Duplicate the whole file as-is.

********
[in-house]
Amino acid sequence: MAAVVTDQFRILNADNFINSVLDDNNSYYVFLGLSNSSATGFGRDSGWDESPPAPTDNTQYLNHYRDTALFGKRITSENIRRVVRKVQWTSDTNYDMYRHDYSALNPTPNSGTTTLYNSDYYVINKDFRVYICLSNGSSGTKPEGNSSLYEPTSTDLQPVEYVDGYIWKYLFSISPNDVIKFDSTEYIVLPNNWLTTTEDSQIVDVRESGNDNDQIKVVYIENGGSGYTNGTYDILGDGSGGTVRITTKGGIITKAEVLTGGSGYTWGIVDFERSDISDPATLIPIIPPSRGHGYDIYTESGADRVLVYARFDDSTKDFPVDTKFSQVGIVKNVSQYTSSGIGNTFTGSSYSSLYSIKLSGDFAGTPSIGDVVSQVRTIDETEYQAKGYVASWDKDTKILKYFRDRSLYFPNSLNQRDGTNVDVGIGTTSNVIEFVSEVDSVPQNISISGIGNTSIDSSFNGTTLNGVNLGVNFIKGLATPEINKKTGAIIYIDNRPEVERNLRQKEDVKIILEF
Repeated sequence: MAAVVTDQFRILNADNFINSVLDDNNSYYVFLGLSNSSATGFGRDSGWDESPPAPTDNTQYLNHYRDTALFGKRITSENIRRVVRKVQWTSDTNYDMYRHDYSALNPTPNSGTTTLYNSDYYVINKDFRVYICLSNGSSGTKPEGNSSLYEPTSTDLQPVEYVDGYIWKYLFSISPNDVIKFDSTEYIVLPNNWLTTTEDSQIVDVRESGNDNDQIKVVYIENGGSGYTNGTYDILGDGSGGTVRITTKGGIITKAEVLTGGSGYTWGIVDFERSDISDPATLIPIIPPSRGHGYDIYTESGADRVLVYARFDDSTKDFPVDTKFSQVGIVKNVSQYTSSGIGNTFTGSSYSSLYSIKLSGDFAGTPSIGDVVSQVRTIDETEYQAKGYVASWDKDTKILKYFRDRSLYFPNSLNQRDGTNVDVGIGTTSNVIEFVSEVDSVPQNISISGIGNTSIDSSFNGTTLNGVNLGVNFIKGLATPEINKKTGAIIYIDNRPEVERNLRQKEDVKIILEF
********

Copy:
[in-house]
Amino acid sequence: MAAVVTDQFRILNADNFINSVLDDNNSYYVFLGLSNSSATGFGRDSGWDESPPAPTDNTQYLNHYRDTALFGKRITSENIRRVVRKVQWTSDTNYDMYRHDYSALNPTPNSGTTTLYNSDYYVINKDFRVYICLSNGSSGTKPEGNSSLYEPTSTDLQPVEYVDGYIWKYLFSISPNDVIKFDSTEYIVLPNNWLTTTEDSQIVDVRESGNDNDQIKVVYIENGGSGYTNGTYDILGDGSGGTVRITTKGGIITKAEVLTGGSGYTWGIVDFERSDISDPATLIPIIPPSRGHGYDIYTESGADRVLVYARFDDSTKDFPVDTKFSQVGIVKNVSQYTSSGIGNTFTGSSYSSLYSIKLSGDFAGTPSIGDVVSQVRTIDETEYQAKGYVASWDKDTKILKYFRDRSLYFPNSLNQRDGTNVDVGIGTTSNVIEFVSEVDSVPQNISISGIGNTSIDSSFNGTTLNGVNLGVNFIKGLATPEINKKTGAIIYIDNRPEVERNLRQKEDVKIILEF
Repeated sequence: MAAVVTDQFRILNADNFINSVLDDNNSYYVFLGLSNSSATGFGRDSGWDESPPAPTDNTQYLNHYRDTALFGKRITSENIRRVVRKVQWTSDTNYDMYRHDYSALNPTPNSGTTTLYNSDYYVINKDFRVYICLSNGSSGTKPEGNSSLYEPTSTDLQPVEYVDGYIWKYLFSISPNDVIKFDSTEYIVLPNNWLTTTEDSQIVDVRESGNDNDQIKVVYIENGGSGYTNGTYDILGDGSGGTVRITTKGGIITKAEVLTGGSGYTWGIVDFERSDISDPATLIPIIPPSRGHGYDIYTESGADRVLVYARFDDSTKDFPVDTKFSQVGIVKNVSQYTSSGIGNTFTGSSYSSLYSIKLSGDFAGTPSIGDVVSQVRTIDETEYQAKGYVASWDKDTKILKYFRDRSLYFPNSLNQRDGTNVDVGIGTTSNVIEFVSEVDSVPQNISISGIGNTSIDSSFNGTTLNGVNLGVNFIKGLATPEINKKTGAIIYIDNRPEVERNLRQKEDVKIILEF